If you are reading this post, you probably either have a problem controlling clutter… or, you know someone who does.
Face it: we all have clutter somewhere in the house. For me, it happens to be our kitchen counter – papers, and mail, and more papers… keys, sippy cups, and lids for containers. Every day I’m clearing the counter but within hours it’s back to state of clutter because I have a family that doesn’t quite want to follow suit.
Who hates clutter, but does not have the energy to fix this problem? The truth is …household clutter can cost you some pretty big bucks. HUGE bucks. Ok.. well, maybe I’m exaggerating. I’m serious though – it can be a wallet waster. With 7 of us in our house, I’m always trying to make a valid attempt at getting rid of clutter but it almost seems overwhelming.
Every time my kids bring something home, I always try to get rid of an equal amount of stuff so that we aren’t buried in more nonsense. But.. I’ll admit – it’s hard as ever! Earlier this year I took several bags of excess stuff to the nearest secondhand store in efforts to minimize, but it almost seems like keeping clutter away is, and should be, a full time job in itself.
Whether it’s paper clutter or other household clutter, clutter can be a pretty costly venture in more ways than one.
#1. Losing your bills to the clutter
Do you just throw bills into a pile on the table and call it a day? I have some bad bad news: this clutter is costing you some serious moolah. Because you can’t find your bills, you’re most likely paying them late or not paying them at all. Find a good place to put your bills and get them paid on time. A little organization goes a long way, especially when it comes to your bills.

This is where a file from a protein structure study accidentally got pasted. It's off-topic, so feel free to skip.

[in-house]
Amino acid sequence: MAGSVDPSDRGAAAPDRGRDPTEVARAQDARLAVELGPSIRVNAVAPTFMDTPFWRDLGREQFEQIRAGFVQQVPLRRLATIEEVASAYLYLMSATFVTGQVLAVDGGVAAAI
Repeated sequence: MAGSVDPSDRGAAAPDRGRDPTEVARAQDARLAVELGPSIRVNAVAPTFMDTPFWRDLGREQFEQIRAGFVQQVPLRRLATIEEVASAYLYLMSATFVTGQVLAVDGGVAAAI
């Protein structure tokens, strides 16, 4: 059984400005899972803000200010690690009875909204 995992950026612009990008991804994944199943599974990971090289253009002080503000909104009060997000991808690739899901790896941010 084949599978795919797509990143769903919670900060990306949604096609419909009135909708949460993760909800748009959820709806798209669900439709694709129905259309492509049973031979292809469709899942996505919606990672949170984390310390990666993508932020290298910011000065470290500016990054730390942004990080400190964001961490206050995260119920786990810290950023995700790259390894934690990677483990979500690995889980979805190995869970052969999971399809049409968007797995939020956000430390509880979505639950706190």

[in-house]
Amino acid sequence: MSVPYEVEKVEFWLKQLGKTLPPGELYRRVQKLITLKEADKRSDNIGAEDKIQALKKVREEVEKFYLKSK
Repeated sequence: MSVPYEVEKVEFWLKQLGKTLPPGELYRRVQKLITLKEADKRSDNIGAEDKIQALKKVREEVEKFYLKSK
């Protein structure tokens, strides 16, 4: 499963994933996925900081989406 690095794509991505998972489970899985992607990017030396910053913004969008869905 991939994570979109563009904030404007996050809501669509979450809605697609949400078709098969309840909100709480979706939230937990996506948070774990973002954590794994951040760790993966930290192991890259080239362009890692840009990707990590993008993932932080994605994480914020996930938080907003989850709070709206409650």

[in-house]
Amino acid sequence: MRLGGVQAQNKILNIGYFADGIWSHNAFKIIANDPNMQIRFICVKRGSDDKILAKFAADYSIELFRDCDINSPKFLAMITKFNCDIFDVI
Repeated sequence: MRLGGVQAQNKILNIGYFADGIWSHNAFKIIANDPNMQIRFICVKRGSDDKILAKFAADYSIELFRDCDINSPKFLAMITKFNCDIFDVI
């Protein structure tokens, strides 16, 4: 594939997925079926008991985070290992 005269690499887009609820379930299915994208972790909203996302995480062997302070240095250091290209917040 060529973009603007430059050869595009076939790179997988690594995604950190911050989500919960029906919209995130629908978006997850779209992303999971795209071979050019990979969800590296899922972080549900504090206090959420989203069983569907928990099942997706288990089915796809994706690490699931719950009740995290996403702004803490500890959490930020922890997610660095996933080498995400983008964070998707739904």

#2. Losing gift cards in the clutter
When you get a gift card and toss it into your clutter pile, what good are you doing yourself? Not using these gift cards are costing you money. The truth is, gift cards are hard to track anyways. When you lose the gift card in the clutter, you might as well say goodbye to them. It’s also costing you time because then you have to call and double check the balance on the gift card, when you do find it.
Last fall, I nagged at my spouse to clean his home office to no avail ~ I finally got fed up with the office as it was and cleaned it myself. Just minutes in to the cleaning rampage, I found a $25 Lowe’s Gift Card. His loss was my gain – and in the process, I was able to pick up several plants to up the curb appeal on my front yard.
#3. Losing important documents
Can’t find your kid’s birth certificate? Can’t find your receipt for paying your rent? Sometimes not filing away those important documents can be costly. Get a few file folders and a folder to put them in. You’ll be thankful the papers are where you want them when you need them. Nothing is worse than losing your important documents in the clutter.
#4. Rebuying items you already have
Not all clutter is paper. However, rebuying items that you can’t find can be incredibly costly. Let’s say your kid is about to play baseball and you can’t find those baseball shoes. The truth is, those shoes are going to cost you. Why not keep track of those items to begin with?
Just grab an inexpensive tote and keep those extra pairs of shoes in them. This small step of clutter organization is going to save you a lot of time down the road.
#5. Paying for extra storage
It’s crazy that people pay their mortgage with their stuff in it, but then the crazier part is that people pay for storage units to house their extra stuff. If you have a storage unit right now collecting your clutter, think about this for a moment: you’re paying for extra clutter.
There are some situations in life in which you have no choice but to use a storage unit. However, if you haven’t used the items in your unit for over a year, it’s time to rethink your extra clutter and what you’re paying to house it.
How bad does your head hurt right now? The reality of knowing your household clutter is costly is frustrating; thankfully you can make a wonderful effort at reducing your clutter with the help of everyone that resides with you.
I love keeping a huge, empty laundry basket in several places around the house (one in the bedroom and the other in the mud room) – as I clean the house each day, I throw random items in the basket that I uncover as I go from room to room. When the baskets are full, I dump them into a large, black trash bag and load up in our truck.
Reducing your clutter isn’t an easy task – in some cases, it almost seems like it could be a full time job; one thing is certain though – if you don’t make a valid attempt at keeping clutter out, the cost of that clutter can mount up over time.